pring, summer, autumn, winter. Awaking from the cold winter, new buds receive the gentle light of spring. They bloom and bear fruit in the summer. In the fall rice turns golden and mushrooms grow thick in the mountains. Roots silently fatten beneath the frosted earth in winter.
Today artificially cultivated vegetables are available throughout the year with little or no regard for seasonality. When tomatoes are served in wintertime how disastrous it is for them and us! Our bodies should reap the positive energies of the seasons. Shōjin aims to return balance between our bodies and nature based on the prinicples of inyo gogyo (yin-yang and the five elements). Fruits and vegetables, such as tomatoes, eggplant, melon (all classified as the yin element in Chinese cosmology) cool the body in summer. Potatoes, carrots, and radishes (the yang) warm the body in winter. So it is a basic principle in shojin cooking that we eat seasonal ingredients when they are at their very best. We merely assist with a natural process.
“body and earth are one”
Shojin ryori is rooted in the concept that the earth and body are inseparable. It is only through attaining a perfect symbiosis with the land that we can truly reap the benefits of the earth.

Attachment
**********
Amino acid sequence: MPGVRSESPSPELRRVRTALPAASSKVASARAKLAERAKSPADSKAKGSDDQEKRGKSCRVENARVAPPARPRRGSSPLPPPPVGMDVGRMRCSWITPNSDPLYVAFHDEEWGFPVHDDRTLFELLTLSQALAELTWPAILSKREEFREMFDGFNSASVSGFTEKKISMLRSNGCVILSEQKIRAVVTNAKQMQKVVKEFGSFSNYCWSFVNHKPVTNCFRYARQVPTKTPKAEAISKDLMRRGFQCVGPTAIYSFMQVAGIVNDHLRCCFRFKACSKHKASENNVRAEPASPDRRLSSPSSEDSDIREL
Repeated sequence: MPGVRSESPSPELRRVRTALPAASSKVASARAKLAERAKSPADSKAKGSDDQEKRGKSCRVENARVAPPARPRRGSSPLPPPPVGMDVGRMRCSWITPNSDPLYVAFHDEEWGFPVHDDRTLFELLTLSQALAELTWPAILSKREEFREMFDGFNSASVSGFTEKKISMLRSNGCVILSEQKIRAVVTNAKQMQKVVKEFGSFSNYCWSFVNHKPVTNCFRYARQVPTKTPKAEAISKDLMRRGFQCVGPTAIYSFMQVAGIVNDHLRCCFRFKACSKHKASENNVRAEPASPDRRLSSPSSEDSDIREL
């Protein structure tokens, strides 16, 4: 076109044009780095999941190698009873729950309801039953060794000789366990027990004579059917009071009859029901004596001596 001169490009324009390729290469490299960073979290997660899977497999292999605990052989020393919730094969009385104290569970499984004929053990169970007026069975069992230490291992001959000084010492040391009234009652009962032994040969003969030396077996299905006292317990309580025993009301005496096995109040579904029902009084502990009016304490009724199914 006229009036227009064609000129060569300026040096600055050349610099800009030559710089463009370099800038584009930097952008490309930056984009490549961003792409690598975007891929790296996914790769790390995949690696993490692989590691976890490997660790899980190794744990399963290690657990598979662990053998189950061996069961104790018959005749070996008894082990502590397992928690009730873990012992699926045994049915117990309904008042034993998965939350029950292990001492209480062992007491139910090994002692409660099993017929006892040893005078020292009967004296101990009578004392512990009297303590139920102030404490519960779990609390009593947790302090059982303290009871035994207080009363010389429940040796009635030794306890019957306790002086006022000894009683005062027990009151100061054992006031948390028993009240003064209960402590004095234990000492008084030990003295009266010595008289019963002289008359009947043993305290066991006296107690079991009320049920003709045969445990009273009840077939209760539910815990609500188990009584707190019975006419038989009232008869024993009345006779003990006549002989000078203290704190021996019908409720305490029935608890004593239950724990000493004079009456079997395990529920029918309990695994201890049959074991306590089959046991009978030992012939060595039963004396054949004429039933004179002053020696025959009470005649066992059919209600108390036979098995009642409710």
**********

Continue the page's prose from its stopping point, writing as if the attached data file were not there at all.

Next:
That is exactly why the best foods for the body are not imports from far-flung countries, but rather what the local land offers at that particular time of year. Consider the varieties of indigenous food harvested across the globe. Tropical fruits are thirst-quenching and cooling—perfect for a blazing summer day in a sundrenched land, whereas winter harvests are heart-warming and vitalizing—exactly what you would need on a chilly morning in snowy terrain. What is best for the body on any given season, in any given place, is what is seasonal and local. By eating fresh produce, we can adapt to the environment and live in harmony with the earth.
“using the whole thing”
Many may think nothing of throwing away carrot skins and radish leaves, but these ‘scraps’ are actually full of highly nutritious vitamins, minerals, and fibers. In shojin philosophy, it is considered that true gratitude encompasses the whole without producing any waste. Peels, roots, leaves—we are only truly thankful for the food we have when we have eaten and appreciated the vegetable in its entirety.
True gratitude is also not self-serving. It is something that can become a principle for living, transforming your relationship with your surroundings in general. For example, once you consider eating the whole vegetable, skin and all, it is only logical to choose produce that is grown organically. Choosing food that is free of chemicals and fertilizers is not only a healthy choice, but also an environmentally friendly one too.
Making as small a change as how you eat a single vegetable may lead to greater awareness and gratitude towards the larger ecological environment.